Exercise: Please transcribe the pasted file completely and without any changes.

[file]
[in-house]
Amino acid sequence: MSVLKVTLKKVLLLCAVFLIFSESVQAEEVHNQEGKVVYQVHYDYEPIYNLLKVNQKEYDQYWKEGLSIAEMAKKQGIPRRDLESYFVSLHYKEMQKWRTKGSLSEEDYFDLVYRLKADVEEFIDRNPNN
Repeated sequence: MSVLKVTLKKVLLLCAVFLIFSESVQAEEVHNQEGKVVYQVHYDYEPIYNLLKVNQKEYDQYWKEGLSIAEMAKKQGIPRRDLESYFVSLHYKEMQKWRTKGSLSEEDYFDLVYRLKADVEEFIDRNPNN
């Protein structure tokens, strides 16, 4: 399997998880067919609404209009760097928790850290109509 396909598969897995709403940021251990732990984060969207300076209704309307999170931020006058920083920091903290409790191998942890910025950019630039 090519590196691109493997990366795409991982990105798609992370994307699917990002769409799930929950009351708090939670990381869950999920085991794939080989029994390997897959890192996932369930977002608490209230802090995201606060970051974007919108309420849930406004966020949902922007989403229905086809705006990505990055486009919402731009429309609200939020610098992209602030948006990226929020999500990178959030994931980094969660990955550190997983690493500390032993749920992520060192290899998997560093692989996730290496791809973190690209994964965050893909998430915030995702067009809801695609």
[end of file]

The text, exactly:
[in-house]
Amino acid sequence: MSVLKVTLKKVLLLCAVFLIFSESVQAEEVHNQEGKVVYQVHYDYEPIYNLLKVNQKEYDQYWKEGLSIAEMAKKQGIPRRDLESYFVSLHYKEMQKWRTKGSLSEEDYFDLVYRLKADVEEFIDRNPNN
Repeated sequence: MSVLKVTLKKVLLLCAVFLIFSESVQAEEVHNQEGKVVYQVHYDYEPIYNLLKVNQKEYDQYWKEGLSIAEMAKKQGIPRRDLESYFVSLHYKEMQKWRTKGSLSEEDYFDLVYRLKADVEEFIDRNPNN
């Protein structure tokens, strides 16, 4: 399997998880067919609404209009760097928790850290109509 396909598969897995709403940021251990732990984060969207300076209704309307999170931020006058920083920091903290409790191998942890910025950019630039 090519590196691109493997990366795409991982990105798609992370994307699917990002769409799930929950009351708090939670990381869950999920085991794939080989029994390997897959890192996932369930977002608490209230802090995201606060970051974007919108309420849930406004966020949902922007989403229905086809705006990505990055486009919402731009429309609200939020610098992209602030948006990226929020999500990178959030994931980094969660990955550190997983690493500390032993749920992520060192290899998997560093692989996730290496791809973190690209994964965050893909998430915030995702067009809801695609």